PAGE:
Costume Designers in general seem to have a really fun job. Who wouldn’t like dressing the most beautiful of people, or simulating great moments in history? To do it well, though, takes talent. Designer and stylist Jeriana San Juan sure has talent, as shown by her Emmy nomination for the looks of Halston, on Netflix. Recently, we were lucky enough to talk to her about how it all came together.
Enjoy our interview with Halston‘s Jeriana San Juan:
Awards Radar: Hi Jeriana, congrats on your Emmy nomination! What does it mean to you to receive this nomination for your work on Halston?
The nomination is incredibly flattering and humbling. I feel blessed to be nominated alongside my peers and those who I have looked up to and I am incredibly pleased to have been nominated for this project for which I have a heartfelt connection to.
AR: What attracted you to Halston?
With my background in fashion, I have a personal love of Halston’s work. I love his aesthetic and how he pushed forward American fashion. I also love how his work has a way of transcending time. It was great to have a chance to show off Halston to an audience who may or may not have been familiar with his work.
AR: With the show being a period piece, how did you approach research? How much artistic license was involved?
There is always an artistic license in a period piece because we are rooting authenticity into a fictionalized story. There is a great amount of research that goes into the preparation of the story. We started with as many research points to obtain as possible to give truth to Halston’s story. We looked at archival pieces, looked through libraries, Women’s Wear Daily, Conde Nast archives, and I spoke to many people who had relationships with Halston. Once I gained a real solid foundation of knowledge, I was able to make those creative decisions that stray from reality and move towards enhancing the story.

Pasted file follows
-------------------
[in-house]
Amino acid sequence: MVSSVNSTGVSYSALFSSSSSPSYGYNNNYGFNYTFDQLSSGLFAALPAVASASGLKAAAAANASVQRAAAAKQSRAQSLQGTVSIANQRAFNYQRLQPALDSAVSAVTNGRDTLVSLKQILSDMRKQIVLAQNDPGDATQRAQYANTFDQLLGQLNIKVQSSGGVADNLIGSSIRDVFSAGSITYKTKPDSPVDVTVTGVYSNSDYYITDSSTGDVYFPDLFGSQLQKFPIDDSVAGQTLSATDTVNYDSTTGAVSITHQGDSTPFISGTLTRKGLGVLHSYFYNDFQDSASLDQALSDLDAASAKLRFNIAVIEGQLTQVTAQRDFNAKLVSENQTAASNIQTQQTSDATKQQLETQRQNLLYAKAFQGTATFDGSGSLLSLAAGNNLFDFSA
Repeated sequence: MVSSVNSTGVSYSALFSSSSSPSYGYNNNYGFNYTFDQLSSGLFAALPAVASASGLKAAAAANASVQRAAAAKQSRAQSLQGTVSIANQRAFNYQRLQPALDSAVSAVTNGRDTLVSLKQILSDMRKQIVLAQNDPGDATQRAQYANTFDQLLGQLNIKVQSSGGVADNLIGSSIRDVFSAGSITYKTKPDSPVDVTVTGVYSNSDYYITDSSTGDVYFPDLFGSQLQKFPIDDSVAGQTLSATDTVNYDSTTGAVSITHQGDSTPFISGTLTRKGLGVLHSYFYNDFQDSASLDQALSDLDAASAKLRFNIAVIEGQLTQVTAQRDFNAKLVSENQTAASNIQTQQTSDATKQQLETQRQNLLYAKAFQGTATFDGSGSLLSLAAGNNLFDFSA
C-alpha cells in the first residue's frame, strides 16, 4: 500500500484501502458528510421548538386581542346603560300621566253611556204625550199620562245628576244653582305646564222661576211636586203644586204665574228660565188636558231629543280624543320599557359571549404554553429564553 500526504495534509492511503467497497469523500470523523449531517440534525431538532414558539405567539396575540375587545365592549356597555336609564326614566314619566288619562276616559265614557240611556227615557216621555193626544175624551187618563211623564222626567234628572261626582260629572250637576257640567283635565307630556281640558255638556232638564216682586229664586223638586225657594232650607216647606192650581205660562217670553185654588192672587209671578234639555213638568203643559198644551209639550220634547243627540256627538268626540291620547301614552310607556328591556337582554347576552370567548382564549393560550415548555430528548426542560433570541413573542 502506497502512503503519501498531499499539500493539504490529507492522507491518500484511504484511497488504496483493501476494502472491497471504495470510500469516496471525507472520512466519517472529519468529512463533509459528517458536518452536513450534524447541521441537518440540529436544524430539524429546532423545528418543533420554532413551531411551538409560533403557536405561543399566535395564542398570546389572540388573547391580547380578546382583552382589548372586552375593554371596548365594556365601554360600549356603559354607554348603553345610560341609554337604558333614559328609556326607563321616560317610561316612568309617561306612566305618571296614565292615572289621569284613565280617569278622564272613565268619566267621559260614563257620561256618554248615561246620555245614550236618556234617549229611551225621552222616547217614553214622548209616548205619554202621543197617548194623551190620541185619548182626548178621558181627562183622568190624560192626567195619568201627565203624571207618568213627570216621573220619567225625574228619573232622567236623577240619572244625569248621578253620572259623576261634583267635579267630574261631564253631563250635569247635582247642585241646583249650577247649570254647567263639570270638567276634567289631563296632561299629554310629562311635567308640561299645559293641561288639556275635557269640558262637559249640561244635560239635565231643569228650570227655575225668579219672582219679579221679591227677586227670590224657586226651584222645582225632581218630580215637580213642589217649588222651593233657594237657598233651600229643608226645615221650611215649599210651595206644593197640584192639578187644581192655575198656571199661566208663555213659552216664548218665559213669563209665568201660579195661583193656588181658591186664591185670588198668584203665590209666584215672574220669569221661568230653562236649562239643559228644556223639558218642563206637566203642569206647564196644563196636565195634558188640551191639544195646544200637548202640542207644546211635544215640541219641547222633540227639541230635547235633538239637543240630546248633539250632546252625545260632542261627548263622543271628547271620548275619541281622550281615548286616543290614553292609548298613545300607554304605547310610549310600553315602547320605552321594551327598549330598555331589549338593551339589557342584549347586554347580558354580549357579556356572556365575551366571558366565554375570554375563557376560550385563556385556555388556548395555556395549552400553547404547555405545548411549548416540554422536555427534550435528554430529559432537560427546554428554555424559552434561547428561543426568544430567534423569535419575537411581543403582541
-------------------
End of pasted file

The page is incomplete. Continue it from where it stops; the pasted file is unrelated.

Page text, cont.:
AR: How many costumes did you make for the show?
It’s hard to quantify how many pieces I made. I was designing costumes for characters who never wore the same costume twice. The many background actors had costumes as well and their costumes were specifically designed to contrast Halston’s work.
AR: One of my favorite moments from the season was Versailles. Can you tell us about the work that went into creating the costumes for that episode?
Versailles was a contrast between an American point of view and a European point of view. It was a black tie event, so those in the audience had to look the part. We wanted to represent each designer beyond their own style. In being able to highlight the contrast, the goal was always to show how forward thinking and how modern the Americans were in the show and to especially find the levels within the American designers so we could pull focus on Halston and his work. Each look in the episode was custom created.
AR: What was the highlight of working on the show? Do you have any favorite costumes that you created?
The highlight of my work was collaborating with Daniel Minahan, the show’s director, and all of the actors. I also had the opportunity to work with talented tailors, seamstresses, dyers, and craftspeople that helped me bring these costumes to life. Halston was a very special project for me because it was more than just creating costumes. I also had the chance to work as a consultant and help actors get into character.
AR: Do you have any upcoming projects you can speak about at all?
I am currently in the trenches of another film project that I am extremely excited about!